Top Photo is of Steve Jobs’ Childhood House. Bottom Photo is of Cesar Chavez house in San José. Photos Credit: William Cavada, June 12, 2015.

Eric Fischer Map shows the distribution and segregation of racial community in the Bay Area. The East Side of Santa Clara Valley, clearly shows the concentration of the Latino community, while Los Altos remains predominantly white.

Eric Fischer’s “2010: San José Maps of Racial and Ethnic Divisions in US cities” "Race and Ethnicity 2010: San José.” Flickr. Yahoo!, n.d. Web. 25 July 2015.


The longer history of the Santa Clara Valley is complicated and is an intersection between narratives of Latinos and Whites. This contested history has it roots in conquest of what we now call California. The genocide of the indigenous Ohlone peoples, the first civilization in the San Francisco Bay Area, was wrought by early Spanish explorers and settlers whose diseases, weapons and enslavement caused death and starvation.26 Spaniard like José Joaquin Moraga, went on to found cites in what was to them a new frontier. The first of these city was El Pueblo de San José de Guadalupe founded in 1777, now called San José. Mexico won dependence from Spain in 1821 and the area around Santa Clara contained numerous ranches, whose names are still memorialized in the streets, neighborhoods and cities of Santa Clara. Starting around1849, large numbers of Anglo-Americans began migrating into California, changing the racial make up and causing racial problems for the Mexican population.27 By the time California obtained statehood in 1850, Santa Clara County was one of the whitest counties in California. This process of racial discrimination was purposefully designed thorough laws and court rulings.28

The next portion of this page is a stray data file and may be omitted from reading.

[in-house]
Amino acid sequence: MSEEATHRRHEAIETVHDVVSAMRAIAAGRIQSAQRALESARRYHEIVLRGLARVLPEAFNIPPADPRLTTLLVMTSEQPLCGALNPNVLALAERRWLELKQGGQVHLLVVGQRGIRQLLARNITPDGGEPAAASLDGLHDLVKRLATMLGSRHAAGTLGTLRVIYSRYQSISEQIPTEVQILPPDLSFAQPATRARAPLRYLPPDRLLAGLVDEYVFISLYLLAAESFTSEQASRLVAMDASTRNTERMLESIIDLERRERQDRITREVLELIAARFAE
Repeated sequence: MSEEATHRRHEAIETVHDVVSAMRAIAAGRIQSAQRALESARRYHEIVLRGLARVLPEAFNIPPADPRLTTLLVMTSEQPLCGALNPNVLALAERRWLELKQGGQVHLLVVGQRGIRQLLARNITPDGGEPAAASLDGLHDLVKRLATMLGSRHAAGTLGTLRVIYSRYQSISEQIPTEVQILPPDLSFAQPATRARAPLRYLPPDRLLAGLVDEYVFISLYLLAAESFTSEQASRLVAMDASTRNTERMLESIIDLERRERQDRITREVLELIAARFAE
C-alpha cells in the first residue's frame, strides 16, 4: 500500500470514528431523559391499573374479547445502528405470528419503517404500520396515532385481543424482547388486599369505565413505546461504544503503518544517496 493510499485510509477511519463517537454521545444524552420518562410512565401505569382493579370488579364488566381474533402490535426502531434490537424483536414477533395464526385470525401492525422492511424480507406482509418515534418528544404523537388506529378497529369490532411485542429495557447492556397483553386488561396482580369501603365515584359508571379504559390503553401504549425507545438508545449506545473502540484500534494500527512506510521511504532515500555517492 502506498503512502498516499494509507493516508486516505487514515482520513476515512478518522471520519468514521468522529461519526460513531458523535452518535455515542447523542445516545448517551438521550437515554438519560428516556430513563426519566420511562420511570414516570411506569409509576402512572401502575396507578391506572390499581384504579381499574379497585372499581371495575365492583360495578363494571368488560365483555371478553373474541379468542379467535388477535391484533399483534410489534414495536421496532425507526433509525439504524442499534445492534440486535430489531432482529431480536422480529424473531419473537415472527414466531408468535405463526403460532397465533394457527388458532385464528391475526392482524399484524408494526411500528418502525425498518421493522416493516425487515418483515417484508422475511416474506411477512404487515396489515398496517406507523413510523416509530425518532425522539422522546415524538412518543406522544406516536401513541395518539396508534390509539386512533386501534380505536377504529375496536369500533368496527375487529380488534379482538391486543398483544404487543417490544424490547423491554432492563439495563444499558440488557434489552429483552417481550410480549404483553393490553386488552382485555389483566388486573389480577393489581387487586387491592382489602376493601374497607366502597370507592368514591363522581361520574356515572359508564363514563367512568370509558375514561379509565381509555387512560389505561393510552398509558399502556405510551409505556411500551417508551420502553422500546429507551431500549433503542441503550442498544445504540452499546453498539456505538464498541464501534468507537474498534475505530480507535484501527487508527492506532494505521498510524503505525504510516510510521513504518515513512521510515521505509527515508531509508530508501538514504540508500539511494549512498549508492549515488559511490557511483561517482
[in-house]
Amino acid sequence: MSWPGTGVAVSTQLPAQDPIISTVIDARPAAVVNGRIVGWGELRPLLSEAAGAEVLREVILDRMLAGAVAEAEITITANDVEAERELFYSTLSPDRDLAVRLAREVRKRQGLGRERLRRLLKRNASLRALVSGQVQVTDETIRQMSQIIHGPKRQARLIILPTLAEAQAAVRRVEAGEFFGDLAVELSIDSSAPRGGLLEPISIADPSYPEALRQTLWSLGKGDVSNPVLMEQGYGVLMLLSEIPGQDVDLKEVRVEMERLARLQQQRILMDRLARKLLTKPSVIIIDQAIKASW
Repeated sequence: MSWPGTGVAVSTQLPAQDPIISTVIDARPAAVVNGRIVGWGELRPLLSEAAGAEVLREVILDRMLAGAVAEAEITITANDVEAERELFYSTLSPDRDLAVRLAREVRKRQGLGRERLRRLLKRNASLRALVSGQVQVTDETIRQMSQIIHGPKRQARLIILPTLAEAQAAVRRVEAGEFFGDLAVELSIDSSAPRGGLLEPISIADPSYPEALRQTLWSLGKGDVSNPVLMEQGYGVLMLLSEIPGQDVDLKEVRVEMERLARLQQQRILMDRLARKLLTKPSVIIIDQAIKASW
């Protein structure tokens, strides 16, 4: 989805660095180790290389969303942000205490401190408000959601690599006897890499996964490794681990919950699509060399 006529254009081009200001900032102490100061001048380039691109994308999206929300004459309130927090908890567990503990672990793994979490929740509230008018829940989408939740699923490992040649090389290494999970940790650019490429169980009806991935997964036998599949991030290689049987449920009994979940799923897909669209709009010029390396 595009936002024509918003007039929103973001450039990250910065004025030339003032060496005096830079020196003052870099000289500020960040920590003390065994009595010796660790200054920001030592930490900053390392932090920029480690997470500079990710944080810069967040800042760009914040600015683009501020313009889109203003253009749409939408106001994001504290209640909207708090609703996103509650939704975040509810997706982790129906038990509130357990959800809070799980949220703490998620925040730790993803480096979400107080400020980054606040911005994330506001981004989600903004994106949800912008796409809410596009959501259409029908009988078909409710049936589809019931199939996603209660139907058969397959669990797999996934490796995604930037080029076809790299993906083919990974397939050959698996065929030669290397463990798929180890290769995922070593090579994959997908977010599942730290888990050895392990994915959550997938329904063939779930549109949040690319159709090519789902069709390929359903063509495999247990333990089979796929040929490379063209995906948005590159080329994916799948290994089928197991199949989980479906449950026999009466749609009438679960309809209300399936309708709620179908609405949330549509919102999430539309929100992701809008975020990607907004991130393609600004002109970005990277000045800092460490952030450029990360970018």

This prejudicial atmosphere remained the case up until the late 1950’s.29

Santa Clara Valley was dramatically reshaped during the 1910’s and 1920’s and the emerging agricultural economy of fruit orchards created a need for seasonal workers. Santa Clara County quickly became one of the many stops on the seasonal circuit of Mexican labor. Most workers were made to feel unwelcome, permanent residency remained difficult throughout the valley, and the majority of Mexicans were confined to what was considered the backwater of the county, an area abandoned after World War I by white farmers due to the poor soil and water access.30 These inhospitable lands, now defined as “East San José” became the first recorded barrio in the region in 1920, which up until then had not existed in Santa Clara. A Mexican American Migrant worker named César Chávez, one of the co-founders of the United Farm Workers, who in 1939 remembered that his family had “stopped on Jackson Street by an isolated but crowded